We can bring on the relaxation response by simply slowing our breathing. Nasal breathing is particularly effective as it increases the release of nitric oxide which improves the respiratory and circulatory systems. The response is strengthened even further if we consciously generate feelings of love and appreciation, and imagine breathing directly through the heart area triggering positive feelings of connection, security and well-being. The practice has the added benefit of over riding negative thoughts, feelings and behaviors. Through practice the response becomes stronger and more enduring. In time, simply visualizing our breathing through the heart during a challenging situation will shift us from stress to relaxation and from thoughts of separation and limitation to connection, love and compassion. Recent studies show that repetition changes synaptic activities and eventually alters cell structure.

These structural changes making it easier to remain positive in our day-to-day lives and can happen fairly quickly. A recent study showed both improved memory and changes in brain structure after mediating for 12 minutes a day in as little as eight weeks. Focused attention to practice builds new neuronal circuits that reinforce the response and permanently alter the brain in ways that control emotions and alter sensory perception. It calms our body and our mind by strengthening a newly evolved brain structure called the anterior cingulated which integrates different parts of the brain to allow self-consciousness to emerge, especially in the way we see ourselves in relation to the world. We strengthen our social awareness skills by integrating the thoughts, feelings and behaviors that steer us toward positive emotions and away from negative ones. This is the way in which spiritual practices heighten social awareness and compassion.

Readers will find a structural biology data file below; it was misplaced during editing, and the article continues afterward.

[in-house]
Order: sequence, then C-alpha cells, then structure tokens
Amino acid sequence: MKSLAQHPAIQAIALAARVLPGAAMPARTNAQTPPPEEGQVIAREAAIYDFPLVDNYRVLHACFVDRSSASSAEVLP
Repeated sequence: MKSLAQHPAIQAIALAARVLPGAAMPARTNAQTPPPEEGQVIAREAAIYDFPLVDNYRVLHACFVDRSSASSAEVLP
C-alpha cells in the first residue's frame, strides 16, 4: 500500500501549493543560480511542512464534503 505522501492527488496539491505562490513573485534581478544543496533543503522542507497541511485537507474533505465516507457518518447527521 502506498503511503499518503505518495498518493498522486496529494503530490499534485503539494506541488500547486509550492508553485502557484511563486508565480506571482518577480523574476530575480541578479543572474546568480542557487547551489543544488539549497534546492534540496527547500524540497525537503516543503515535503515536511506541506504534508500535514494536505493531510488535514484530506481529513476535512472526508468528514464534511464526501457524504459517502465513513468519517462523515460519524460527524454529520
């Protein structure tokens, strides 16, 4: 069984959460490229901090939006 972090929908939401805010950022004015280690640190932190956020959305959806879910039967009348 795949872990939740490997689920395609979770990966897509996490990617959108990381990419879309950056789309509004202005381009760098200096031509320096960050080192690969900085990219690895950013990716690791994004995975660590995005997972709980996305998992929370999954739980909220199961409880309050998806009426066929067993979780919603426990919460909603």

We can strengthen the response many fold by being in the presence of others who also express positive emotions and highly developed social awareness skills. With further practice we increase our capacity to model empathy and compassion in times of rapid change. We practice the compassionate communication, intuitively follow the golden rule and are stewards of the earth. We use an understanding of our own biology to speed up our spiritual growth, build community and inspire each other to transform the world, one mind at a time.

Author's Bio: 

A scientist by training and inclination Dr. Brenda Sanders is a former professor of Biological Sciences who taught cellul ar and molecular biology, and environmental physiology.

In 1997 she had an unexpected awakening into unity consciousness which instantly altered fundamental aspects of her personality. After more than a decade of integration and spiritual maturation, she has developed an approached to life that is informed by biology and the natural environment to bring continual connection and insight into our lives.